The Pregnant Gal's Guide to Creating a Good Sleep Environment

by Jackie Hershwitz

Pregnant Gal's Guide to Creating a Good Sleep EnvironmentIf your daytime hours are filled with pregnancy woes ranging from bouts of nausea, stretching ligament pain, or feeling like you have the next generation of Cirque du Soleil in your womb, sleep becomes a welcome and needed respite.

Now if you could just get to sleep and stay asleep!

We've gathered up a few suggestions to help maximize those "zzz's" to the best of your ability...well, as long as the tiny "boss" agrees. We haven't quite figured out how to prevent that tiny foot from nailing your bladder just about the time you hit REM sleep, though.

Prepare Your Mind and Body for Sleep

Moms share that a little yoga, some gentle stretching, a warm bath with a lavender candle nearby or a small snack help them get in the mood for a snooze. What's your dream bedtime routine?

Mind over body (or body over body if you are "in the mood!"): All fun aside, our point is that you should isolate your bed as a space for rest, sleep, or "recreational fun" (yes, we mean S-E-X). Ban work, web surfing and texting (yes, we went there) for another room or space.

Making your bed space free from stressful distractions allows your mind (and body) to automatically equate the room with relaxation -- when you finally get to crash there. You and your partner will both enjoy the benefits.

Now that your body's entered sleep mode, let's open the bedroom door and see if your sleeping space is cool, cozy and accommodating.

The Sacred Sleep Space

You tend to be a lot hotter (while that may be true, we mean that your baby bump produces a lot of spare warmth) during pregnancy. Cool your bedroom with a fan or air conditioning until you find that perfect temperature. Offer a spare wool comforter to your "other half."

If your street is like mine, your bedroom approaches dawn or twilight, but never darkness. Black out shades or heavy drapes can work miracles, even eliminating the light from your neighbor's security system.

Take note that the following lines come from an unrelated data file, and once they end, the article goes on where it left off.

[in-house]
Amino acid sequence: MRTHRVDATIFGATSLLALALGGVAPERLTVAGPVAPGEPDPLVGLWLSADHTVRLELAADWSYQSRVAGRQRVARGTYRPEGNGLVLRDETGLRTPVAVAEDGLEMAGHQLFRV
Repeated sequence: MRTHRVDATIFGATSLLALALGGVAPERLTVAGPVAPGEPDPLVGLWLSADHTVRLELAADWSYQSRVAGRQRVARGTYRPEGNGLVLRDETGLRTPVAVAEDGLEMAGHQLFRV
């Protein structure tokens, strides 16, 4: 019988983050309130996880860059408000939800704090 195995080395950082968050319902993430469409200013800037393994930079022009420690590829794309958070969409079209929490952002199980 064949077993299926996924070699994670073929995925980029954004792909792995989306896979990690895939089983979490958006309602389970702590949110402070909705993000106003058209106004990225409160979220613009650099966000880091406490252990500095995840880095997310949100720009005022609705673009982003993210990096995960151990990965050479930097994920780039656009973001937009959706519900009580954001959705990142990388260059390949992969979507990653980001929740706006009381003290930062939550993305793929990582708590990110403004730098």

Light triggers the wake up part of your brain and since you'll most likely need to make at least one bathroom trip (thank babe for that boot to the bladder again), consider using night lights or dimmer controlled lighting in your bathroom and bedroom. You don't want to trip over stuff in the dark, but you don't want to return to bed wide awake, either.

Speaking of the bed...yours might be cluttered with sleep aids. Mine is! Walk into my room and you'll discover a sleeping space containing:

Breathable bedding: Natural materials such as cotton, wool, linen and bamboo help you maintain a comfortable body temperature throughout the night.

A sleep wedge: Gently elevating the top of the bed can ease heartburn.

Tons of body or pregnancy pillows: From small wedge shaped pillows you can place under your belly to full-sized body pillow, expectant moms say these increase comfort and add hours (or precious minutes) of sleep.

White noise: Even when you think you're solidly snoozing, sleep studies show that your brain responds to the noise from passing cars or trains. "White noise" can help drown out environmental noises and improve your sleep quality. Try the whirring of an electric fan or a white noise machine's surf sounds, night time crickets, a babbling brook.

Still find it impossible to sleep? Get up and do something else instead of tossing and turning. You might find yourself drowsy enough in a bit to get back in bed and fall asleep.

What helps you sleep? Share with other moms!

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